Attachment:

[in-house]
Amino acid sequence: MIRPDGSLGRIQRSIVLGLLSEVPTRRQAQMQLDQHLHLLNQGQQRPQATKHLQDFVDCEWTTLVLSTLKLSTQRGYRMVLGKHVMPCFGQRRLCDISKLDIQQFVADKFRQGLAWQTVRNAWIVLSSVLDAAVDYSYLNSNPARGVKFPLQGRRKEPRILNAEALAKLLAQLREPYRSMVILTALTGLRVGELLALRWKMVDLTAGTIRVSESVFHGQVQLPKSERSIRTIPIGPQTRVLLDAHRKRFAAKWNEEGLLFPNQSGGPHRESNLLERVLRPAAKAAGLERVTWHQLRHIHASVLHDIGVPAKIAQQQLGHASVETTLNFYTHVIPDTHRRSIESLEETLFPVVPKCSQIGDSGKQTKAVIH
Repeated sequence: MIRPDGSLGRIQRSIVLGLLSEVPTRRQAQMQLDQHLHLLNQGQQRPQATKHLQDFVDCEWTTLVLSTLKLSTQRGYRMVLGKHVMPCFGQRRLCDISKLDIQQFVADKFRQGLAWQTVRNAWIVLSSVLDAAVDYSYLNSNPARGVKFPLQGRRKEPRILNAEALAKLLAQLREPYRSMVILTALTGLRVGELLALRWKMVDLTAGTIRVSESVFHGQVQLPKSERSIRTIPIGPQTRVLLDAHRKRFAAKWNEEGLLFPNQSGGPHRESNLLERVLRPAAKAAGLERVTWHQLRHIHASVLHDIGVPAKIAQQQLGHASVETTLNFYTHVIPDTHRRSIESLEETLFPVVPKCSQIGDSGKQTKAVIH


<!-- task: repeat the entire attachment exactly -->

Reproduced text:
[in-house]
Amino acid sequence: MIRPDGSLGRIQRSIVLGLLSEVPTRRQAQMQLDQHLHLLNQGQQRPQATKHLQDFVDCEWTTLVLSTLKLSTQRGYRMVLGKHVMPCFGQRRLCDISKLDIQQFVADKFRQGLAWQTVRNAWIVLSSVLDAAVDYSYLNSNPARGVKFPLQGRRKEPRILNAEALAKLLAQLREPYRSMVILTALTGLRVGELLALRWKMVDLTAGTIRVSESVFHGQVQLPKSERSIRTIPIGPQTRVLLDAHRKRFAAKWNEEGLLFPNQSGGPHRESNLLERVLRPAAKAAGLERVTWHQLRHIHASVLHDIGVPAKIAQQQLGHASVETTLNFYTHVIPDTHRRSIESLEETLFPVVPKCSQIGDSGKQTKAVIH
Repeated sequence: MIRPDGSLGRIQRSIVLGLLSEVPTRRQAQMQLDQHLHLLNQGQQRPQATKHLQDFVDCEWTTLVLSTLKLSTQRGYRMVLGKHVMPCFGQRRLCDISKLDIQQFVADKFRQGLAWQTVRNAWIVLSSVLDAAVDYSYLNSNPARGVKFPLQGRRKEPRILNAEALAKLLAQLREPYRSMVILTALTGLRVGELLALRWKMVDLTAGTIRVSESVFHGQVQLPKSERSIRTIPIGPQTRVLLDAHRKRFAAKWNEEGLLFPNQSGGPHRESNLLERVLRPAAKAAGLERVTWHQLRHIHASVLHDIGVPAKIAQQQLGHASVETTLNFYTHVIPDTHRRSIESLEETLFPVVPKCSQIGDSGKQTKAVIH